Markathon: What would be the revenue split for a television channel between advertisement and distribution?
Currently the ratio is 60:40, in favour of advertisers by large. I am talking about the industry average, for certain broadcasters the skew might be different. But the ratio used to be 80:20 and 70:30 in the favour of the advertisers earlier, so it is shifting now. Globally, if I speak it is 70:30, in favour of the broadcaster or the distributor. So we are way off that bench mark and we need to work on that balance. The distributors favour this majorly because such a high share of advertisement in the revenue model adds to a lot of ambiguity as money coming from advertising could go really up or really down. It is not fixed. So you need a better split to manage your risk, at least what is needed is a 50:50.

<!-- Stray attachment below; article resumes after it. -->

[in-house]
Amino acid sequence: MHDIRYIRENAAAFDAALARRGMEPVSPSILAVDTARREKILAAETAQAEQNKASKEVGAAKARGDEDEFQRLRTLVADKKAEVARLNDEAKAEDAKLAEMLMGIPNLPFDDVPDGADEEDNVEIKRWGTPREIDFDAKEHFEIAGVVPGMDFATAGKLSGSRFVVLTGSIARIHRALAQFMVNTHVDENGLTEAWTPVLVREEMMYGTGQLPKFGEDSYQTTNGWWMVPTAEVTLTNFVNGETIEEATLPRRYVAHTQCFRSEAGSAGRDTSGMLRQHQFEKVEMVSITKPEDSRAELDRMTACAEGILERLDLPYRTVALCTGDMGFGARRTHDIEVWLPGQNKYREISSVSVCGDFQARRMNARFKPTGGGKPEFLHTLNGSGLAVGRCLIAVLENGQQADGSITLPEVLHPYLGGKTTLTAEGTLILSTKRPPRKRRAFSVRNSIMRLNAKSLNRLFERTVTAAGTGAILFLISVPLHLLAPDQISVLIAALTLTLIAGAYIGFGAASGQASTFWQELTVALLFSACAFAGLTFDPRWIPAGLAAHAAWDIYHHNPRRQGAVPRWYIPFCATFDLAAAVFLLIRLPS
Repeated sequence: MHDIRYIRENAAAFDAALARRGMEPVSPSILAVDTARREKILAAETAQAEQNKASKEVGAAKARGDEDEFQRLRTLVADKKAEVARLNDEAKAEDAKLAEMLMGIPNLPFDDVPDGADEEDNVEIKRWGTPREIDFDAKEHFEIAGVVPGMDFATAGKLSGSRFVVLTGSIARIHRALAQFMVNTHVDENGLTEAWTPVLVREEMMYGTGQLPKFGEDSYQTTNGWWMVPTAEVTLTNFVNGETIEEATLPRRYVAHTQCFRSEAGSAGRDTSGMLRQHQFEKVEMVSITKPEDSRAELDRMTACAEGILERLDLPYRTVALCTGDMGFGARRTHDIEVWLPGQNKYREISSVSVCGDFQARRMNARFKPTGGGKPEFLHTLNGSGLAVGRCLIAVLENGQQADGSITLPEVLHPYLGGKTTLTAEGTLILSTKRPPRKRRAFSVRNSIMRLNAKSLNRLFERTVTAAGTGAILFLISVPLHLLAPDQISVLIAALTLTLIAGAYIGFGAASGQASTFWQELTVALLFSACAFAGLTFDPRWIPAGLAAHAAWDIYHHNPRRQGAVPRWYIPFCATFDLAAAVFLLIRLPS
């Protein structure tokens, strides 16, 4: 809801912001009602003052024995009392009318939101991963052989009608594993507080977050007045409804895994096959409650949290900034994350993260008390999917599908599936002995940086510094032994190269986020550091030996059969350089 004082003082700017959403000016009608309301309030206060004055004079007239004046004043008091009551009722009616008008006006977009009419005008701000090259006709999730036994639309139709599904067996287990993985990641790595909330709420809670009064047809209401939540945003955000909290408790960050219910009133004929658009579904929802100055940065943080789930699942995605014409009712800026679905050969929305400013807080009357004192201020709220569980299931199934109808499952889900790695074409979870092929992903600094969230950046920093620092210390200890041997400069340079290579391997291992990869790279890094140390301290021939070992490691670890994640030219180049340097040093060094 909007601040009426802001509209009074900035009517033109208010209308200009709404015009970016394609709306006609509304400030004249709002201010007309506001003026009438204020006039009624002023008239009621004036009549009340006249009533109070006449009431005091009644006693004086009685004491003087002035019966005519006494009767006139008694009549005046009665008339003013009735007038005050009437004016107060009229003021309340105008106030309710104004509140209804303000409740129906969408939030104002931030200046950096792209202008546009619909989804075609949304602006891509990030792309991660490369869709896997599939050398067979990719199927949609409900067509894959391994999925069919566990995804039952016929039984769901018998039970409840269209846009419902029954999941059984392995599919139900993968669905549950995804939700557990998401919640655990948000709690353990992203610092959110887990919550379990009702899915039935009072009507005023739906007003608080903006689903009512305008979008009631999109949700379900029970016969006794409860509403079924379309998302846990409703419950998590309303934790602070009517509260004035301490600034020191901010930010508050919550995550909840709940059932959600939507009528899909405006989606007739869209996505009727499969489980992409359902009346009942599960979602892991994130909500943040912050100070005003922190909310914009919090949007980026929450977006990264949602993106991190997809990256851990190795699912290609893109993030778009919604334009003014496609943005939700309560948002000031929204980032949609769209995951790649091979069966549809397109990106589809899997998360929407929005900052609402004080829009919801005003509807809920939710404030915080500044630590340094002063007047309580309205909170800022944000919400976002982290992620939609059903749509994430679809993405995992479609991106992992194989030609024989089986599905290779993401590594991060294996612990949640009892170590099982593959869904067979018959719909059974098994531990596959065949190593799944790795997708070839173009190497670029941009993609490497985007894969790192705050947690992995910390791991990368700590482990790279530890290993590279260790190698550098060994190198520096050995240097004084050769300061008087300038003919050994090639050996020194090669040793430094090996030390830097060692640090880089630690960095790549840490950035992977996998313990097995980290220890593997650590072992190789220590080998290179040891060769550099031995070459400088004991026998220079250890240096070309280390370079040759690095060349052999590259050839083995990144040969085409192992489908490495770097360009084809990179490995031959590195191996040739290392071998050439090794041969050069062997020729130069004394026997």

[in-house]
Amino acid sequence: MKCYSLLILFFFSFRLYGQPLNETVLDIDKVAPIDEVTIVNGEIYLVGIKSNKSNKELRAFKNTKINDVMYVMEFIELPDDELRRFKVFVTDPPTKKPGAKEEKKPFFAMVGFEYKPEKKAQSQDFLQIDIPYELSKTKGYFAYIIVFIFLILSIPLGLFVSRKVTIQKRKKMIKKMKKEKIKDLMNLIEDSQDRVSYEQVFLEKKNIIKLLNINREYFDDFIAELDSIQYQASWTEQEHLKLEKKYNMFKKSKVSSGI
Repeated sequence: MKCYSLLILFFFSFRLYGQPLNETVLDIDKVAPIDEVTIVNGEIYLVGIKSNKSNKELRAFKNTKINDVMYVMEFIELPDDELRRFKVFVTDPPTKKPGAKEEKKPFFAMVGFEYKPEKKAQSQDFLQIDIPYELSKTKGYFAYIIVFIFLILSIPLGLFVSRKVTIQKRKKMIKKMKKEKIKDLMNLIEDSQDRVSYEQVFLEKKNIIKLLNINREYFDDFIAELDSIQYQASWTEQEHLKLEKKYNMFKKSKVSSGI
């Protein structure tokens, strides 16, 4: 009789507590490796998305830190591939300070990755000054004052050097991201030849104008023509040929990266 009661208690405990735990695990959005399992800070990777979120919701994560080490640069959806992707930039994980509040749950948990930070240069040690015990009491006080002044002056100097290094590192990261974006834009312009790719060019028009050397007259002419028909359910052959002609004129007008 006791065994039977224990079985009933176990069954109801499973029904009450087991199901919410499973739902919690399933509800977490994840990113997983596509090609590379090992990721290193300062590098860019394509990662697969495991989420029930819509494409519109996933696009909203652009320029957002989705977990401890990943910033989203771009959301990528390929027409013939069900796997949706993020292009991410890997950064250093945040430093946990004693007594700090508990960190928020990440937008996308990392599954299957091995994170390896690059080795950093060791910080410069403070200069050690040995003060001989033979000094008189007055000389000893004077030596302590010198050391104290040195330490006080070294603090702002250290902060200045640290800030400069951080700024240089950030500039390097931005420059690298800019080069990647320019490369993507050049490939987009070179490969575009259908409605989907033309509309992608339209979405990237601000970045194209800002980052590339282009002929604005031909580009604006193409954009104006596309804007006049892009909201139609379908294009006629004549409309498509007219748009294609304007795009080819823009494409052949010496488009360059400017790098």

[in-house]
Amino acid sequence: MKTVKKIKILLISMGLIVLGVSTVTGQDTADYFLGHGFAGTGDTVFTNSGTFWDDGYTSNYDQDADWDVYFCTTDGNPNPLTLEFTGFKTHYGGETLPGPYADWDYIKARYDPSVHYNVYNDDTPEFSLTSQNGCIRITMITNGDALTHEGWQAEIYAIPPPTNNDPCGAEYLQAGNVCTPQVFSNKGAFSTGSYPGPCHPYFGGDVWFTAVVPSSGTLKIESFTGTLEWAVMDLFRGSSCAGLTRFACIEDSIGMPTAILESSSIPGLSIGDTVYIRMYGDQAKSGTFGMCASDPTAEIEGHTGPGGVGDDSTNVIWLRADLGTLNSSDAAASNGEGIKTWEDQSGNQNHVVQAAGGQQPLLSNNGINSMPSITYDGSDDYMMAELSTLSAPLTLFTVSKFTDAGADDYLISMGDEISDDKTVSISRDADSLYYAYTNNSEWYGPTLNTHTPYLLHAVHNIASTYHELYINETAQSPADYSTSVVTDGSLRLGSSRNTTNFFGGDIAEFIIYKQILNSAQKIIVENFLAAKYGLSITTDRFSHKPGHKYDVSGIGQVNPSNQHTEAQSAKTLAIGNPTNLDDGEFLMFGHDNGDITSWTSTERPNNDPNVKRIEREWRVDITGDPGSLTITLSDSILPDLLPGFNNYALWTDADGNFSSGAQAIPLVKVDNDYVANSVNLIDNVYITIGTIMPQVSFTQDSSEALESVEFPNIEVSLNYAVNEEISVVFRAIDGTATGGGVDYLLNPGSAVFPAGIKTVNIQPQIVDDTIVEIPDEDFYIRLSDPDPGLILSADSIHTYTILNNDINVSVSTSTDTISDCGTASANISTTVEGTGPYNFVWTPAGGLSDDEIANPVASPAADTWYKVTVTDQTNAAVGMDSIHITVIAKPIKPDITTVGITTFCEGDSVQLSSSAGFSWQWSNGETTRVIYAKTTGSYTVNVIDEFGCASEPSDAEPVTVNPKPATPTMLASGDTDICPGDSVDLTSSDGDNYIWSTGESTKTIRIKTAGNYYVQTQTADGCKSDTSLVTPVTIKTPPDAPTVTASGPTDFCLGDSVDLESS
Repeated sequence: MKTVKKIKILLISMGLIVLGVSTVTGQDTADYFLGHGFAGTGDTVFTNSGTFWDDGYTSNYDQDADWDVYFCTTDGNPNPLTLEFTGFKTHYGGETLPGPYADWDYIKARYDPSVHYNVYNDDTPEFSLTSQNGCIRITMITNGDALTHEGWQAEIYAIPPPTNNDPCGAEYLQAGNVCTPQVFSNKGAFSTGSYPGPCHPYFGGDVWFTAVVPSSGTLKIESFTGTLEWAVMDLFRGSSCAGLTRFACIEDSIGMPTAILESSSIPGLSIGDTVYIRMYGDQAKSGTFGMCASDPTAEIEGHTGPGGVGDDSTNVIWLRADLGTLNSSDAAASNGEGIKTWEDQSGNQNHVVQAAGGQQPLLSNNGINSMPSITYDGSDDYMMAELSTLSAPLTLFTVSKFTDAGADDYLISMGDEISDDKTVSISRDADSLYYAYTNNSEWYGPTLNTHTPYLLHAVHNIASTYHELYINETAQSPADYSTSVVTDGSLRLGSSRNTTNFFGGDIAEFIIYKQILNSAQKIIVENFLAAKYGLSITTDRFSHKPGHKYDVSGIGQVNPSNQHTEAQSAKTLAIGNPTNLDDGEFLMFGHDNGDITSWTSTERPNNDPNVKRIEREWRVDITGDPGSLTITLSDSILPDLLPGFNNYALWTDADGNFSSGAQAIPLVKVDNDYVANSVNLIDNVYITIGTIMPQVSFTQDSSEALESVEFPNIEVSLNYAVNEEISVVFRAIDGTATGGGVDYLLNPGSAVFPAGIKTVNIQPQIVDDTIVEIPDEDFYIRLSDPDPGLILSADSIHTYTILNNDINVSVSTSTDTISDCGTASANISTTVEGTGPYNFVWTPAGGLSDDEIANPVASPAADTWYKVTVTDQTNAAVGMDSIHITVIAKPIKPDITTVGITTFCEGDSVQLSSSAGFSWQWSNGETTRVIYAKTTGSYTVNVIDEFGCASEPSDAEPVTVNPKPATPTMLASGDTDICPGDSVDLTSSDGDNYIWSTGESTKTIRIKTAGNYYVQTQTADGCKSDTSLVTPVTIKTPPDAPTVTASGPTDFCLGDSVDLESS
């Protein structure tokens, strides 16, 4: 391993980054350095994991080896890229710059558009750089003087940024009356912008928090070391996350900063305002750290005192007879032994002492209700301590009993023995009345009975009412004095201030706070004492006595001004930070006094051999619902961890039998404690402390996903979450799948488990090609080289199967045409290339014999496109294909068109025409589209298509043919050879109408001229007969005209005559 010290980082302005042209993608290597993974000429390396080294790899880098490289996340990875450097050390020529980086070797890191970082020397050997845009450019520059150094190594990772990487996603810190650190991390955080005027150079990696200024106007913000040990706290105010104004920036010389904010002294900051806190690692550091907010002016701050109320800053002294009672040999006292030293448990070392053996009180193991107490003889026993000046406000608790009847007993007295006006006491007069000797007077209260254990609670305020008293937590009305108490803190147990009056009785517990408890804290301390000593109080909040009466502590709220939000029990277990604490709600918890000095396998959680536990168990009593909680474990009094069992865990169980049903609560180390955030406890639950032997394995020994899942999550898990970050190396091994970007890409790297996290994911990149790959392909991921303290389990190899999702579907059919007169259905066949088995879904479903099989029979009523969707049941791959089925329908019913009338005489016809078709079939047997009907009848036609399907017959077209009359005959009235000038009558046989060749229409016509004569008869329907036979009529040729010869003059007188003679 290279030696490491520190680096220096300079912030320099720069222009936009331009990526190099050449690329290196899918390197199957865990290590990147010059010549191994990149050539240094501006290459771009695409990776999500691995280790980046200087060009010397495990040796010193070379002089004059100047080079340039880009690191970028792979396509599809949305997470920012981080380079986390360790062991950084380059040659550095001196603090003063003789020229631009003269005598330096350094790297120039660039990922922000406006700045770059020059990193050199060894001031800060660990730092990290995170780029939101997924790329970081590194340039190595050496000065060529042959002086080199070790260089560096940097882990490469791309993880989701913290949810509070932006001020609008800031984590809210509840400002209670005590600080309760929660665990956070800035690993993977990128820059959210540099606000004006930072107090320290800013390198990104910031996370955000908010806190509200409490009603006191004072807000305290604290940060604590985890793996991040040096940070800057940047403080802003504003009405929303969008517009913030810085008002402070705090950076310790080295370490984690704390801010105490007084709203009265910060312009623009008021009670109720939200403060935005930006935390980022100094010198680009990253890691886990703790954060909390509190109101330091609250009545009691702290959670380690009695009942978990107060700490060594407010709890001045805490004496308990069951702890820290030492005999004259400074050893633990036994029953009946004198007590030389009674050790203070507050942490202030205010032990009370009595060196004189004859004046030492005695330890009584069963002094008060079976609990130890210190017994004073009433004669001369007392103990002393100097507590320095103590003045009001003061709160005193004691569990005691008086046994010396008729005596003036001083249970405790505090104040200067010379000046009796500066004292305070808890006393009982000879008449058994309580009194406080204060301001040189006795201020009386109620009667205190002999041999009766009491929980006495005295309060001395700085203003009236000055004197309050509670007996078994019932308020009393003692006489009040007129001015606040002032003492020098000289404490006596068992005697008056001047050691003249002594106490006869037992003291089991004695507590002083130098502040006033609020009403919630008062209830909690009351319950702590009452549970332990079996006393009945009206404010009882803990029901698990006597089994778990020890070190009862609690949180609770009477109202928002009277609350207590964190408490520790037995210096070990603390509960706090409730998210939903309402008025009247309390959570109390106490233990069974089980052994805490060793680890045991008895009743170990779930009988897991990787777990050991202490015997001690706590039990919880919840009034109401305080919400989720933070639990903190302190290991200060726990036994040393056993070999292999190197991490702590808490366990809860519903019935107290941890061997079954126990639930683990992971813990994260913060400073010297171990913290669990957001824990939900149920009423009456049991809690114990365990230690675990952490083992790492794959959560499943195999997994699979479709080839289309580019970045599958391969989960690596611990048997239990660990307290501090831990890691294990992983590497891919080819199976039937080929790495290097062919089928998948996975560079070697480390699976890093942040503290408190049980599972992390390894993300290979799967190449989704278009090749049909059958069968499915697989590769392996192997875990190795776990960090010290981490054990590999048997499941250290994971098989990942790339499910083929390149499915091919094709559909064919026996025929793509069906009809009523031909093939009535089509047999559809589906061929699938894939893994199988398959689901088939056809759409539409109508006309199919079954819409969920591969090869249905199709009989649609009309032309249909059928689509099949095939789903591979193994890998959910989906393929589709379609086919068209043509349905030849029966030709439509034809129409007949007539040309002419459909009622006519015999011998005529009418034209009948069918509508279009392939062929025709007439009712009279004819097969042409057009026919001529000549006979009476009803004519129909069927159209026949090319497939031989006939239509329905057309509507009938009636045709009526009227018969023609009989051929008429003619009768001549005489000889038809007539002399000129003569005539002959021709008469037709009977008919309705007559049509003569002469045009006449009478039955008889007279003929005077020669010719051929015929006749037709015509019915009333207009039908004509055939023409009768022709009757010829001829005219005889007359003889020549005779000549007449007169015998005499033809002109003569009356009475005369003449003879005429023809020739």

Markathon: What will be the one advice you would like to give to our readers?
That would be passion and passion. Follow what you are passionate about. I have been a big propagator of that, I am a big believer of that and I am a live example of that. If you are really passionate about something, there is very rare chance you won’t succeed at it. So if you really are doing what you believe in and what you love, everything would follow. Fame, fortune and money is a by-product and if that becomes your goal then you are starting in the wrong direction. It might work for you but there is a huge chance you won’t be happy in that scenario. So in case you want to be happy and successful, follow your passion. Passion has been my mantra and that would be one advice that I would like to give to any budding executive.